The Melbourne Cup. That's the thing Dubai's ruler can't buy. Not that Sheikh Mohammed bin Rashid Al Maktoum hasn't tried. Oh boy, has he been trying and trying and trying.
Sheikh Mohammed loves his horses. In 1992, he set up a stable in Dubai called Godolphin, so named for the Godolphin Arabian, an 18th century stallion who is regarded as one of the granddaddies of all modern thoroughbreds.
By 1994 the stable had a branch in the UK. Today, there are Godolphin stables in the UAE, UK and Australia, as well as Godolphin horses in training with no fewer than 20 trainers in several other countries.
They're everywhere. And they win everything. Name a big international race and Godolphin has won it. Except one. The Melbourne Cup. And it hurts. Sheikh Mohammed doesn't need the $3.6 million first prize money, but he'd love the trophy on the mantlepiece.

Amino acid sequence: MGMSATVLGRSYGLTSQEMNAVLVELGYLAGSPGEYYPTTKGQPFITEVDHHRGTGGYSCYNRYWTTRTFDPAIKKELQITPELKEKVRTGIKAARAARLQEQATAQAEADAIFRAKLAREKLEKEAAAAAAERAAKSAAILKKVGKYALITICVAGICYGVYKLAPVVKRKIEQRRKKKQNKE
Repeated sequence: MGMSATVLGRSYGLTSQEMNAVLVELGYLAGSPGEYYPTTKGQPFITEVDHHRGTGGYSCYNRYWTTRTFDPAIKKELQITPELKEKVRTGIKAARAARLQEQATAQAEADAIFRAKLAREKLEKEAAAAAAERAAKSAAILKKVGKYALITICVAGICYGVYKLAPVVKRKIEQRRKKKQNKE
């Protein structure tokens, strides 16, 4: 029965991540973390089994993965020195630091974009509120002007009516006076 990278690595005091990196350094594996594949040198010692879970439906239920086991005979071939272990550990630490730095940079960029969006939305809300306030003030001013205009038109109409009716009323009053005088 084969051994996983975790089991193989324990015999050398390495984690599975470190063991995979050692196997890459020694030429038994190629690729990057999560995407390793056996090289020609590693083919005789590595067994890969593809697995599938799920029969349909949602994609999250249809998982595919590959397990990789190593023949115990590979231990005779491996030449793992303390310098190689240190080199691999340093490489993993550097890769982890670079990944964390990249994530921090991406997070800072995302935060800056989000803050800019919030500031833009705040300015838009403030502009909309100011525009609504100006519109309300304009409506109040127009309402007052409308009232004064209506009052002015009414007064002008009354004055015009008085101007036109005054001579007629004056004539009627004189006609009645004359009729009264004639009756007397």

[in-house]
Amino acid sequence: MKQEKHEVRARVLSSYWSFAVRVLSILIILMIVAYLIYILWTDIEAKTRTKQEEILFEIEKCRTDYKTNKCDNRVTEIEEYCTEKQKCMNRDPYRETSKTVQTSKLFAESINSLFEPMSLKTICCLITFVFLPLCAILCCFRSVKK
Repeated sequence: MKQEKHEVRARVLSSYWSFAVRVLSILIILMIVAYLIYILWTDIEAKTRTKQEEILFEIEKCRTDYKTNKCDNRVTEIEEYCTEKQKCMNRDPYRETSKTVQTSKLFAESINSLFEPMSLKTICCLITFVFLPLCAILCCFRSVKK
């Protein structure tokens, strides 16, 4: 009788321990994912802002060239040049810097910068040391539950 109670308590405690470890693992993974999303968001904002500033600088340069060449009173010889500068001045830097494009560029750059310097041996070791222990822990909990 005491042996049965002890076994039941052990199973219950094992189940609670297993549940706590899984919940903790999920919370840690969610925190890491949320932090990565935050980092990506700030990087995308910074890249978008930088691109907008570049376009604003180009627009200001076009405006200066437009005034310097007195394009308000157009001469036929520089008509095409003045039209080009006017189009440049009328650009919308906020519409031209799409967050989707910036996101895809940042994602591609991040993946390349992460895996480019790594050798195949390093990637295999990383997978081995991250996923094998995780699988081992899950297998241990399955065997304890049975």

But can they do it in 2016? Well, Godolphin has by far its best chance yet this year. Firstly it has five of the 24 runners, which is more than ever before. Those runners are:
6. Hartnell, the race favourite trained in Sydney by John O'Shea.
16. Beautiful Romance, trained in Dubai by Saeed bin Suroor.
20. Oceanographer, the impressive Lexus Stakes winner trained by Charlie Appleby in the UK.
21. Secret Number, also trained in Dubai by Saeed bin Suroor.
23. Qewy, the 2016 Geelong Cup winner who is another Appleby horse.
Not a bad batch. But Godolphin has brought good horses to Flemington before. Indeed, the famous blue Godolphin colours have finished runner-up three times in previous Melbourne Cups.
The first time was in 1999, when Central Park finished second to Bart Cummings' Rogan Josh. Then in 2001, Give The Slip looked home and hosed before Kiwi mare Ethereal ran her down, thus making Sheila Laxon the first female Melbourne Cup-winning trainer. So close. Here's the finish.
Then in 2009, Australian horse Shocking beat Godolphin's Crime Scene, which created headline-writers's heaven. But for Godolphin, it was hell. Crime Scene was an expensive European horse. Shocking cost just $45,000 at an Australian sale, which is not much more than a bale of hay.
But they're going to win one eventually. Is this the year? Hartnell will be incredibly hard to beat, that's for sure.